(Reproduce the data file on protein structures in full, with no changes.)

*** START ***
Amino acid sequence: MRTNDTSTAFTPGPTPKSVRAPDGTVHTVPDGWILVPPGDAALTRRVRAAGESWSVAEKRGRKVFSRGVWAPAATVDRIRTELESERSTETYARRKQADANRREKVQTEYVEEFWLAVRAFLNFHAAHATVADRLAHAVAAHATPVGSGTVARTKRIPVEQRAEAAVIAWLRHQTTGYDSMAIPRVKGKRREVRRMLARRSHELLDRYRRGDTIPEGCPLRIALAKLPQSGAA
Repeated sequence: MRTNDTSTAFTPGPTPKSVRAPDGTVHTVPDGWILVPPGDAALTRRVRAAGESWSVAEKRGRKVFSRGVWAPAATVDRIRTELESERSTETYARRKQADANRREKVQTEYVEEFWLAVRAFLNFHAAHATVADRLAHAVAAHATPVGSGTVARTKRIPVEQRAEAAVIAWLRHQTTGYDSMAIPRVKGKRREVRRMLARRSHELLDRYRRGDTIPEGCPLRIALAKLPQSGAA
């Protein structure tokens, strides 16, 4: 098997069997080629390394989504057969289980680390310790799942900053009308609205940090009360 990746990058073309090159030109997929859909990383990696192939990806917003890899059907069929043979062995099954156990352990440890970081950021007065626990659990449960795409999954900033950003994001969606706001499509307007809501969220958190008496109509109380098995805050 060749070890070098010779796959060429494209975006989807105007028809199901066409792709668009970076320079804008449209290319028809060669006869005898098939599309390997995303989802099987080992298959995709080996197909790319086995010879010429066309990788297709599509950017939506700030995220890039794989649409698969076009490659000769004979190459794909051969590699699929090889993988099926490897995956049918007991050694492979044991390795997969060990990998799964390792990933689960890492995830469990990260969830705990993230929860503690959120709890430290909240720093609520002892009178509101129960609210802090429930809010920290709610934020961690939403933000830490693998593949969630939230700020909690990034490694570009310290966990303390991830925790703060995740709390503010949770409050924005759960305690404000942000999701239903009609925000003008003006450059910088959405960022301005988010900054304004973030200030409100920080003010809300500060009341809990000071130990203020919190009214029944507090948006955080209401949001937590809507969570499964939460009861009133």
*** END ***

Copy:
Amino acid sequence: MRTNDTSTAFTPGPTPKSVRAPDGTVHTVPDGWILVPPGDAALTRRVRAAGESWSVAEKRGRKVFSRGVWAPAATVDRIRTELESERSTETYARRKQADANRREKVQTEYVEEFWLAVRAFLNFHAAHATVADRLAHAVAAHATPVGSGTVARTKRIPVEQRAEAAVIAWLRHQTTGYDSMAIPRVKGKRREVRRMLARRSHELLDRYRRGDTIPEGCPLRIALAKLPQSGAA
Repeated sequence: MRTNDTSTAFTPGPTPKSVRAPDGTVHTVPDGWILVPPGDAALTRRVRAAGESWSVAEKRGRKVFSRGVWAPAATVDRIRTELESERSTETYARRKQADANRREKVQTEYVEEFWLAVRAFLNFHAAHATVADRLAHAVAAHATPVGSGTVARTKRIPVEQRAEAAVIAWLRHQTTGYDSMAIPRVKGKRREVRRMLARRSHELLDRYRRGDTIPEGCPLRIALAKLPQSGAA
């Protein structure tokens, strides 16, 4: 098997069997080629390394989504057969289980680390310790799942900053009308609205940090009360 990746990058073309090159030109997929859909990383990696192939990806917003890899059907069929043979062995099954156990352990440890970081950021007065626990659990449960795409999954900033950003994001969606706001499509307007809501969220958190008496109509109380098995805050 060749070890070098010779796959060429494209975006989807105007028809199901066409792709668009970076320079804008449209290319028809060669006869005898098939599309390997995303989802099987080992298959995709080996197909790319086995010879010429066309990788297709599509950017939506700030995220890039794989649409698969076009490659000769004979190459794909051969590699699929090889993988099926490897995956049918007991050694492979044991390795997969060990990998799964390792990933689960890492995830469990990260969830705990993230929860503690959120709890430290909240720093609520002892009178509101129960609210802090429930809010920290709610934020961690939403933000830490693998593949969630939230700020909690990034490694570009310290966990303390991830925790703060995740709390503010949770409050924005759960305690404000942000999701239903009609925000003008003006450059910088959405960022301005988010900054304004973030200030409100920080003010809300500060009341809990000071130990203020919190009214029944507090948006955080209401949001937590809507969570499964939460009861009133």